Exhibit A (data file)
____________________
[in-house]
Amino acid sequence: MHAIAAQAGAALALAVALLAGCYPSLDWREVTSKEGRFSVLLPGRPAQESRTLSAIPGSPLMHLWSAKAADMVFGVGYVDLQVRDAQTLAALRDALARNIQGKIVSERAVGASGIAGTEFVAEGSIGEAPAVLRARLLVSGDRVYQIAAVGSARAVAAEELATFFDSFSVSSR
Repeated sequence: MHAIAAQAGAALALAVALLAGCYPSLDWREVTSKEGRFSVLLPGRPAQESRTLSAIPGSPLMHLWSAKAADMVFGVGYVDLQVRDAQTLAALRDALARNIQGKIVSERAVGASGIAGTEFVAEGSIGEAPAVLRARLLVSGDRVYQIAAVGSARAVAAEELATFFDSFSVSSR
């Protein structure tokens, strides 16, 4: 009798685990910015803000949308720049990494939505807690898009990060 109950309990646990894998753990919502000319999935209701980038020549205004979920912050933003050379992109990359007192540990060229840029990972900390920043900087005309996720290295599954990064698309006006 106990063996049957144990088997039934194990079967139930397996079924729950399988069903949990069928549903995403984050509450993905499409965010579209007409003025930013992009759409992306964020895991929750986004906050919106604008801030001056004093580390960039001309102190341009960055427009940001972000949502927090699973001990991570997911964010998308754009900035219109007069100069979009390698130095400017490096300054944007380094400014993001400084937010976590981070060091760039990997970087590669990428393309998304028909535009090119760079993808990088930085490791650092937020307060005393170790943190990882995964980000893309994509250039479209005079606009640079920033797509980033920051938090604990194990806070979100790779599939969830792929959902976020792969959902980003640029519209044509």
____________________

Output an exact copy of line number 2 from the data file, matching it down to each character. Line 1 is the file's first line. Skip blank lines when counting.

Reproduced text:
Amino acid sequence: MHAIAAQAGAALALAVALLAGCYPSLDWREVTSKEGRFSVLLPGRPAQESRTLSAIPGSPLMHLWSAKAADMVFGVGYVDLQVRDAQTLAALRDALARNIQGKIVSERAVGASGIAGTEFVAEGSIGEAPAVLRARLLVSGDRVYQIAAVGSARAVAAEELATFFDSFSVSSR